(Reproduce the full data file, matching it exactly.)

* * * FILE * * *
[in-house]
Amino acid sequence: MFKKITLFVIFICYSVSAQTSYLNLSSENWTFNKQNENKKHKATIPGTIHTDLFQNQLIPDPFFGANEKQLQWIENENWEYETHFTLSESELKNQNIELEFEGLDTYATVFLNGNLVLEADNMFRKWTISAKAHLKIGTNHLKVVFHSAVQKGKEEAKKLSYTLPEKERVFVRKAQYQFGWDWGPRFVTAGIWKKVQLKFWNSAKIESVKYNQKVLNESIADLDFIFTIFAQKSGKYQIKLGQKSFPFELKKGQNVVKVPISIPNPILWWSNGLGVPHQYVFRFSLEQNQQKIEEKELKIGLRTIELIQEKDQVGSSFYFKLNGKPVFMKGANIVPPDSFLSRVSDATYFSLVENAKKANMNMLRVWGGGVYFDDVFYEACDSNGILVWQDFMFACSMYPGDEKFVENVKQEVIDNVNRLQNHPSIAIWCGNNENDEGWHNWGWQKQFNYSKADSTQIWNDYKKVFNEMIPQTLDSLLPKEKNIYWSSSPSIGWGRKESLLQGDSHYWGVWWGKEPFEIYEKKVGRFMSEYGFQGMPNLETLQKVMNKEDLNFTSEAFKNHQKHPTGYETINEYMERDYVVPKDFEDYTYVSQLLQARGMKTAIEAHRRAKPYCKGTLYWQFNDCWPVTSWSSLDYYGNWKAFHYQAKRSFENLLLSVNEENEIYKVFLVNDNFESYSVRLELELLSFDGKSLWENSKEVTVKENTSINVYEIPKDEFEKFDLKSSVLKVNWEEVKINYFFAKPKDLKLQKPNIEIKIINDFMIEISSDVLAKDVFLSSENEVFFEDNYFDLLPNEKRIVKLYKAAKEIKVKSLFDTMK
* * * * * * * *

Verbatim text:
[in-house]
Amino acid sequence: MFKKITLFVIFICYSVSAQTSYLNLSSENWTFNKQNENKKHKATIPGTIHTDLFQNQLIPDPFFGANEKQLQWIENENWEYETHFTLSESELKNQNIELEFEGLDTYATVFLNGNLVLEADNMFRKWTISAKAHLKIGTNHLKVVFHSAVQKGKEEAKKLSYTLPEKERVFVRKAQYQFGWDWGPRFVTAGIWKKVQLKFWNSAKIESVKYNQKVLNESIADLDFIFTIFAQKSGKYQIKLGQKSFPFELKKGQNVVKVPISIPNPILWWSNGLGVPHQYVFRFSLEQNQQKIEEKELKIGLRTIELIQEKDQVGSSFYFKLNGKPVFMKGANIVPPDSFLSRVSDATYFSLVENAKKANMNMLRVWGGGVYFDDVFYEACDSNGILVWQDFMFACSMYPGDEKFVENVKQEVIDNVNRLQNHPSIAIWCGNNENDEGWHNWGWQKQFNYSKADSTQIWNDYKKVFNEMIPQTLDSLLPKEKNIYWSSSPSIGWGRKESLLQGDSHYWGVWWGKEPFEIYEKKVGRFMSEYGFQGMPNLETLQKVMNKEDLNFTSEAFKNHQKHPTGYETINEYMERDYVVPKDFEDYTYVSQLLQARGMKTAIEAHRRAKPYCKGTLYWQFNDCWPVTSWSSLDYYGNWKAFHYQAKRSFENLLLSVNEENEIYKVFLVNDNFESYSVRLELELLSFDGKSLWENSKEVTVKENTSINVYEIPKDEFEKFDLKSSVLKVNWEEVKINYFFAKPKDLKLQKPNIEIKIINDFMIEISSDVLAKDVFLSSENEVFFEDNYFDLLPNEKRIVKLYKAAKEIKVKSLFDTMK